"Amped up karaoke" or the second coming?
St Vincent returned to London for a sold-out show at The O2 Academy in Brixton. After releasing what was NME’s and many others’ album of the year with her self-titled record in 2014, she came back with the frantic follow-up of ‘MASSEDUCTION‘ last week. With critics in the palm of her hand, this show should have been a cakewalk to further universal acclaim – but it was anything but.
Opting to screen her own directorial debut with the Lynch-meets-Pinter short film ‘The Birthday Party’ in lieu of a support act, she arrived on the edge of the stage through a thin break in the curtain. Opening with ‘Marry Me’, she then played through cuts from her first four records in chronological order as the curtain slowly shifted across the stage. As the full stage came into view, the audience would learn that the skittering mechanical beats they could hear were in fact a backing track – rather than a live band.
After a brief interval and costume change from pink latex into a futuristic silver number, she re-emerged on a plinth to play through her new record in its entirety. Solo and backed only by a surreal fantasy of imagery, her performance was striking but minimal… for some, at least. Almost as loud as the backing track was the murmur of confusion from doubters asking, ‘Is that it?’ It seems that supporting yourself before playing a brand new record in full and denying the crowd a live band can be dubbed as ‘self indulgent’. Some were fully enthralled for 90 minutes, others were left feeling a little cheated.
The Independent were made up with St Vincent’s decision to go it alone, declaring that “the sheer audacity of the move” was “breathtaking”. Four stars too from both The Evening Standard and The Telegraph, who praised the show’s brave and bold minimalism, while DIY concluded that “St Vincent’s decision to withhold everything that’s expected of her is surely the entire point.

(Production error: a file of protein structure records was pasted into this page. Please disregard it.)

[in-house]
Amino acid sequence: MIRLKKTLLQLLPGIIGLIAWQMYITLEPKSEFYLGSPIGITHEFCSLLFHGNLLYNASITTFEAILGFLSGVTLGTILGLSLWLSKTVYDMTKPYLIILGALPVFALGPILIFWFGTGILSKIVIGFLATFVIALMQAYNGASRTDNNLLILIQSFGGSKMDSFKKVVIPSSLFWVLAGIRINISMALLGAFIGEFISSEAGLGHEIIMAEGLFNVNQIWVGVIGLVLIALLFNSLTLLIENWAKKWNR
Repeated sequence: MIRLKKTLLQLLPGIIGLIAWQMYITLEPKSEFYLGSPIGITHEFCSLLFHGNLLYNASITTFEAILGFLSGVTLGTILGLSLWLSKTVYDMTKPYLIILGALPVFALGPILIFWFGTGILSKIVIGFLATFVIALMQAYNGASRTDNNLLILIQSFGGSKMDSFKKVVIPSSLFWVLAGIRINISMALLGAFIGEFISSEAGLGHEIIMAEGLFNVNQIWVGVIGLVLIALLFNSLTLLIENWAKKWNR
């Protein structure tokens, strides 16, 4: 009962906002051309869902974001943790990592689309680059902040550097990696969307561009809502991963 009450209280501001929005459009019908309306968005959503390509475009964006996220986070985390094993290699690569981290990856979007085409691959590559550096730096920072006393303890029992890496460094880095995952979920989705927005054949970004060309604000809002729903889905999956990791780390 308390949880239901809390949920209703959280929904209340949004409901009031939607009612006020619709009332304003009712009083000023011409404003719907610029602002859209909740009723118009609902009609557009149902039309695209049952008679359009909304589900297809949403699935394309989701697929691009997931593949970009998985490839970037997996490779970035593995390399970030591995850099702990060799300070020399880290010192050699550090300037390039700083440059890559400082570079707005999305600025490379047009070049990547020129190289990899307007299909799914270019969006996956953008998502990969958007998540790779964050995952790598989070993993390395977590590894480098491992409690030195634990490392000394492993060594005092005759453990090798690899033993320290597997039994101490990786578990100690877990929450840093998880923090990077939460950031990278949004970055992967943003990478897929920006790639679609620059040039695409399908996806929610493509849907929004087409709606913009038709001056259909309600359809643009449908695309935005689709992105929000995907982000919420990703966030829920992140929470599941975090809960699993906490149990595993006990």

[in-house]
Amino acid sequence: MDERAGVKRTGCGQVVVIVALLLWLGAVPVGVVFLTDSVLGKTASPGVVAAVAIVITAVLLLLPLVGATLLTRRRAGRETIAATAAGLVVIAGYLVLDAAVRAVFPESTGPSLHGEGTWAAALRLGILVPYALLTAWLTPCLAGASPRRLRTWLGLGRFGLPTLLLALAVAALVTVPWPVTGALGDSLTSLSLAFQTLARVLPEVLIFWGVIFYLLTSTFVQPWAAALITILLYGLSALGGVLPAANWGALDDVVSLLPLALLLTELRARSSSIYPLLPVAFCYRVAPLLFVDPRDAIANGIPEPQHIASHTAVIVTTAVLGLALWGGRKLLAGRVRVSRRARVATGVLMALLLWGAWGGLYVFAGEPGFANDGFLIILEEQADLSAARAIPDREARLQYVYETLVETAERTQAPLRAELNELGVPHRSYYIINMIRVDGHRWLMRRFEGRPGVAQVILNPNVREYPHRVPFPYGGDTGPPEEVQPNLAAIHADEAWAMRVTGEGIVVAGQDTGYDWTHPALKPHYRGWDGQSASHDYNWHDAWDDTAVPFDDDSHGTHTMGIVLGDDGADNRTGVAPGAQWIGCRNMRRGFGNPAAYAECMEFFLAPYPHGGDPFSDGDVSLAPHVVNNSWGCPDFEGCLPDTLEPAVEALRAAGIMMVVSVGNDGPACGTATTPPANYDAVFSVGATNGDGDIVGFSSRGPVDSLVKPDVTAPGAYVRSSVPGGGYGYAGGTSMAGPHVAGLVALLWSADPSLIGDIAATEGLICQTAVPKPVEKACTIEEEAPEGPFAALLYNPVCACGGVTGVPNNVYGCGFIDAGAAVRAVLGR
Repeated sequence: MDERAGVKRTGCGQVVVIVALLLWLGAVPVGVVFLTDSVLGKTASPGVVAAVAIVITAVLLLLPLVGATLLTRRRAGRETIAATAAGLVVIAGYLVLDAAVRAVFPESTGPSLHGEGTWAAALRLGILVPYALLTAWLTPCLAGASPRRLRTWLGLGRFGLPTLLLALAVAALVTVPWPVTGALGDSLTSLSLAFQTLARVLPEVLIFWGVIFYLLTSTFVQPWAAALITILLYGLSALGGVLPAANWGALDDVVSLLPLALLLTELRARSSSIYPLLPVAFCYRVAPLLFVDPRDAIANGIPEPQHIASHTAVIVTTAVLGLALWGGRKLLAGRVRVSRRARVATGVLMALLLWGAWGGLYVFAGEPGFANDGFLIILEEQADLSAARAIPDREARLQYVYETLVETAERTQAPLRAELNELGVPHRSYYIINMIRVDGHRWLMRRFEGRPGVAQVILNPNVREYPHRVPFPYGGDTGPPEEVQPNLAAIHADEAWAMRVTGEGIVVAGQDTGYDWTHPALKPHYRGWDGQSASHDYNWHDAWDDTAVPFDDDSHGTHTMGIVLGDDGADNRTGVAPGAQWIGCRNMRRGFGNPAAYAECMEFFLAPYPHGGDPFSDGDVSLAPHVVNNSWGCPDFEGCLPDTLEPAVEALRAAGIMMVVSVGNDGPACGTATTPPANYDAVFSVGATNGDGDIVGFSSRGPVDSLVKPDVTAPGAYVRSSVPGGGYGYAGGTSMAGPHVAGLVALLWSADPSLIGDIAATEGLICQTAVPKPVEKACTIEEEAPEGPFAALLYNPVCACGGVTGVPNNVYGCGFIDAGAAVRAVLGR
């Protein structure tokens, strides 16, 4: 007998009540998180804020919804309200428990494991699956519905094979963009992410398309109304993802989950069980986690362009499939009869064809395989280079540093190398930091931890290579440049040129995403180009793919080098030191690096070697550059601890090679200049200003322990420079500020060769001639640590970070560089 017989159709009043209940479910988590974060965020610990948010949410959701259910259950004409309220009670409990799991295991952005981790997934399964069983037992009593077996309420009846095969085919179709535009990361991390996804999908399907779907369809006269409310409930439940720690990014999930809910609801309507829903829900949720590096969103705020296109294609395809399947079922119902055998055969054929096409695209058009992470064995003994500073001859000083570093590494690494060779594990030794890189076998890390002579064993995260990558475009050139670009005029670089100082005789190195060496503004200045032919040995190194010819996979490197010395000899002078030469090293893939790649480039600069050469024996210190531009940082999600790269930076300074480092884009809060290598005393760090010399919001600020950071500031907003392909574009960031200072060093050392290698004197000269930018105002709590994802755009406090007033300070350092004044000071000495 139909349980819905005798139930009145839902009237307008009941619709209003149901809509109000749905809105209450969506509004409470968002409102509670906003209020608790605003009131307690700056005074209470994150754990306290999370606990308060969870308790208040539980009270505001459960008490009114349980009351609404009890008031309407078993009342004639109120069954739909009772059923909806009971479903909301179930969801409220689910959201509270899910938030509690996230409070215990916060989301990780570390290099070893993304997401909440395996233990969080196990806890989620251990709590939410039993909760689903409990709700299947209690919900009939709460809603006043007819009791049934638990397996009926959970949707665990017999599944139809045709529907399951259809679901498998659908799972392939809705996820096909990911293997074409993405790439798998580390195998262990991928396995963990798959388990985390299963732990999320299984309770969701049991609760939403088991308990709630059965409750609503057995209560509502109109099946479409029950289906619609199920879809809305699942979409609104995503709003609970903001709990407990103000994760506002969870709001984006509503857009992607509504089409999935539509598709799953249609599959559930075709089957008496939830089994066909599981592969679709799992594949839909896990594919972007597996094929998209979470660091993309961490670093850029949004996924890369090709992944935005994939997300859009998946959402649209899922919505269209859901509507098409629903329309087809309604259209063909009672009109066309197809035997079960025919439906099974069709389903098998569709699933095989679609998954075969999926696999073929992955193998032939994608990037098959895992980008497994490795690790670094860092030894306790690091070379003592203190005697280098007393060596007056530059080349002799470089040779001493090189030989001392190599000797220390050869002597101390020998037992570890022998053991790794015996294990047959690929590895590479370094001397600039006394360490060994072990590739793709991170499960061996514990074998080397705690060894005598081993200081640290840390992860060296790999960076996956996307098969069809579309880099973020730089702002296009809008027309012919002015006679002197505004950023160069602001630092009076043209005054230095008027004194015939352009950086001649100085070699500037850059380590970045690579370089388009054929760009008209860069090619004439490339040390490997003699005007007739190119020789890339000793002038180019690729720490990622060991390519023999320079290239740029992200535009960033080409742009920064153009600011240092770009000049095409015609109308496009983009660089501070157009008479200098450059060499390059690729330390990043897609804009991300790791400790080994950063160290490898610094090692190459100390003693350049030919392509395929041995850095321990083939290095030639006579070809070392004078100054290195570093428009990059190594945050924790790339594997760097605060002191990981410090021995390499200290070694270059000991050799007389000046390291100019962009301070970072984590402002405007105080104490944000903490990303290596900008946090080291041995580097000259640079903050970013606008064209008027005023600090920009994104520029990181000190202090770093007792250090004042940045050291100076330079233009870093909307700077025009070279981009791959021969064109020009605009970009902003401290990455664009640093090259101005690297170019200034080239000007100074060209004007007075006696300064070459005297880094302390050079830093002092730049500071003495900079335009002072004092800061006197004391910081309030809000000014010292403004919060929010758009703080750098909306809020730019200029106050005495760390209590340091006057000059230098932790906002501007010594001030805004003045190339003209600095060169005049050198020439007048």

Social media lit up with upset fans, and one of the most damning reports came from Clash who condemned it as merely “amped up karaoke”, adding: “I’ve always refuted friends’ claims that St Vincent is all style and no substance, but it feels right to admit that last night was a failure on both counts.”
Many took to Twitter to voice their delight:
But would would Twitter be if not a hub for hate too?
The whole thing became a pretty hot topic before the gig was even over…
The truth is that it was a total triumph. Allow us to hop the fence and join those fawning over Annie Clark’s bravery. Here stands the closest thing that our generation has to David Bowie. While David Jones used Bowie as a vehicle and canvas for his fluid and restless ideas, so has Clark with St Vincent.
On her third record, ‘Strange Mercy’, she played the “housewife on barbiturates and white wine”. After embarking on her funk-fuelled android adventure with David Byrne, she returned on her breakthrough self-titled record as a ‘near future’ cult leader. The resulting tour was precisely the religious fever dream that you’d expect – driven by clockwork choreography and a manic performance quite literally atop her own altar.
Now, she’s set herself up as the “dominatrix-at-the-mental-institution”; using her seductive performance to present a stark and surreal reflection of the absurdity of the modern age. In a world where too many play it safe, she thrives on uncertainty with a risk that pays off. She stripped away the excess but maximised the spectacle and stands tall as a singular and powerful force. She’s the icon that we need, even if we don’t know it yet. At least she’s given us something to talk about.
St Vincent’s setlist was:
Actor Out of Work
Birth in Reverse
Hang on Me
Happy Birthday, Johnny
Fear the Future
Dancing With a Ghost